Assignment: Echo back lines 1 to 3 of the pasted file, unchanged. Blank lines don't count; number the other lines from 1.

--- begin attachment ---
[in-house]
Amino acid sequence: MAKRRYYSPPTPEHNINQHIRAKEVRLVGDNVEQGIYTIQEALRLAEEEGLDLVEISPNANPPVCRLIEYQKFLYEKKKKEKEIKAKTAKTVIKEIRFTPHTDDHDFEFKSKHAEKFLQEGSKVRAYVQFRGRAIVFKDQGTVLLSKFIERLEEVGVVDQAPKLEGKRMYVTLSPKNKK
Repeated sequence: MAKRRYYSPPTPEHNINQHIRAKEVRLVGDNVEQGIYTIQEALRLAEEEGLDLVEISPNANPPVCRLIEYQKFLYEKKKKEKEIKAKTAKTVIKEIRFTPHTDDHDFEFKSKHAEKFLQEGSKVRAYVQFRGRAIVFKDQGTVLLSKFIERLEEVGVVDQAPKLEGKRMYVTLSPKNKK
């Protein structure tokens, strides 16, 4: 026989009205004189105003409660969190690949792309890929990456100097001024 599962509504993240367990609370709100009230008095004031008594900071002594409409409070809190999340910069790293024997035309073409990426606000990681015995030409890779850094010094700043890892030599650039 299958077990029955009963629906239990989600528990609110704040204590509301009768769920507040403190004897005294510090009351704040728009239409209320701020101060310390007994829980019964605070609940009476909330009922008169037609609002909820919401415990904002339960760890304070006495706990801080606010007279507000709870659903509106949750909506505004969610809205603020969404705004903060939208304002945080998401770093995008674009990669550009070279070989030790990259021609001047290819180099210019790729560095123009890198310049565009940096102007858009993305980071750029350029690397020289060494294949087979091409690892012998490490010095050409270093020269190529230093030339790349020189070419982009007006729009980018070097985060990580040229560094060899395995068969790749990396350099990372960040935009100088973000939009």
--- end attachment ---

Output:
[in-house]
Amino acid sequence: MAKRRYYSPPTPEHNINQHIRAKEVRLVGDNVEQGIYTIQEALRLAEEEGLDLVEISPNANPPVCRLIEYQKFLYEKKKKEKEIKAKTAKTVIKEIRFTPHTDDHDFEFKSKHAEKFLQEGSKVRAYVQFRGRAIVFKDQGTVLLSKFIERLEEVGVVDQAPKLEGKRMYVTLSPKNKK
Repeated sequence: MAKRRYYSPPTPEHNINQHIRAKEVRLVGDNVEQGIYTIQEALRLAEEEGLDLVEISPNANPPVCRLIEYQKFLYEKKKKEKEIKAKTAKTVIKEIRFTPHTDDHDFEFKSKHAEKFLQEGSKVRAYVQFRGRAIVFKDQGTVLLSKFIERLEEVGVVDQAPKLEGKRMYVTLSPKNKK